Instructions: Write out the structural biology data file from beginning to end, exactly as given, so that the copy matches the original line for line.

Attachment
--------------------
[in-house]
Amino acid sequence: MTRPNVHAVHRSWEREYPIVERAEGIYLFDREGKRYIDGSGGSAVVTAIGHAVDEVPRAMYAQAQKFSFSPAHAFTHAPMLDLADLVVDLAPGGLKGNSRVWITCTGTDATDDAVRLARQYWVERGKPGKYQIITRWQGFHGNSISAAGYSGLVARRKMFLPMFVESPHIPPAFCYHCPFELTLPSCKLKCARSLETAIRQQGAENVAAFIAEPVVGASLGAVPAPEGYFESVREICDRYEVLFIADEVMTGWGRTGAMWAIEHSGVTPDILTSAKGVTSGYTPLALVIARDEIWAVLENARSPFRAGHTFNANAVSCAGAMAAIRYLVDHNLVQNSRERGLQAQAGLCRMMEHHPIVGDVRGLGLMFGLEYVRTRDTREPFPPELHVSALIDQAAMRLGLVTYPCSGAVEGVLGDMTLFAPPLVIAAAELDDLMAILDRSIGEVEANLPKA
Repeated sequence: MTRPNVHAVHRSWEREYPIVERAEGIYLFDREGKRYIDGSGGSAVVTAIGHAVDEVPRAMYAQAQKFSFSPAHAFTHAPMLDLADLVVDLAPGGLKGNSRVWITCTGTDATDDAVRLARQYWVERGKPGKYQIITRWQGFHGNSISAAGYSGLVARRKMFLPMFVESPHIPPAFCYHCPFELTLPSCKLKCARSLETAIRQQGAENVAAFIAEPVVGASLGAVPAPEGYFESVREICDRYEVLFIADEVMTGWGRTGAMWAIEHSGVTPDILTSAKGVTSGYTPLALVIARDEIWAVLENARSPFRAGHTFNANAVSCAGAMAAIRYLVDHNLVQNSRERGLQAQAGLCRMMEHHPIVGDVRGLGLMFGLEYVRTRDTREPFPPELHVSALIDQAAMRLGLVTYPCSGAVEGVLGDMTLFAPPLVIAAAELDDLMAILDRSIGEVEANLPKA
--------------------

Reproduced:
[in-house]
Amino acid sequence: MTRPNVHAVHRSWEREYPIVERAEGIYLFDREGKRYIDGSGGSAVVTAIGHAVDEVPRAMYAQAQKFSFSPAHAFTHAPMLDLADLVVDLAPGGLKGNSRVWITCTGTDATDDAVRLARQYWVERGKPGKYQIITRWQGFHGNSISAAGYSGLVARRKMFLPMFVESPHIPPAFCYHCPFELTLPSCKLKCARSLETAIRQQGAENVAAFIAEPVVGASLGAVPAPEGYFESVREICDRYEVLFIADEVMTGWGRTGAMWAIEHSGVTPDILTSAKGVTSGYTPLALVIARDEIWAVLENARSPFRAGHTFNANAVSCAGAMAAIRYLVDHNLVQNSRERGLQAQAGLCRMMEHHPIVGDVRGLGLMFGLEYVRTRDTREPFPPELHVSALIDQAAMRLGLVTYPCSGAVEGVLGDMTLFAPPLVIAAAELDDLMAILDRSIGEVEANLPKA
Repeated sequence: MTRPNVHAVHRSWEREYPIVERAEGIYLFDREGKRYIDGSGGSAVVTAIGHAVDEVPRAMYAQAQKFSFSPAHAFTHAPMLDLADLVVDLAPGGLKGNSRVWITCTGTDATDDAVRLARQYWVERGKPGKYQIITRWQGFHGNSISAAGYSGLVARRKMFLPMFVESPHIPPAFCYHCPFELTLPSCKLKCARSLETAIRQQGAENVAAFIAEPVVGASLGAVPAPEGYFESVREICDRYEVLFIADEVMTGWGRTGAMWAIEHSGVTPDILTSAKGVTSGYTPLALVIARDEIWAVLENARSPFRAGHTFNANAVSCAGAMAAIRYLVDHNLVQNSRERGLQAQAGLCRMMEHHPIVGDVRGLGLMFGLEYVRTRDTREPFPPELHVSALIDQAAMRLGLVTYPCSGAVEGVLGDMTLFAPPLVIAAAELDDLMAILDRSIGEVEANLPKA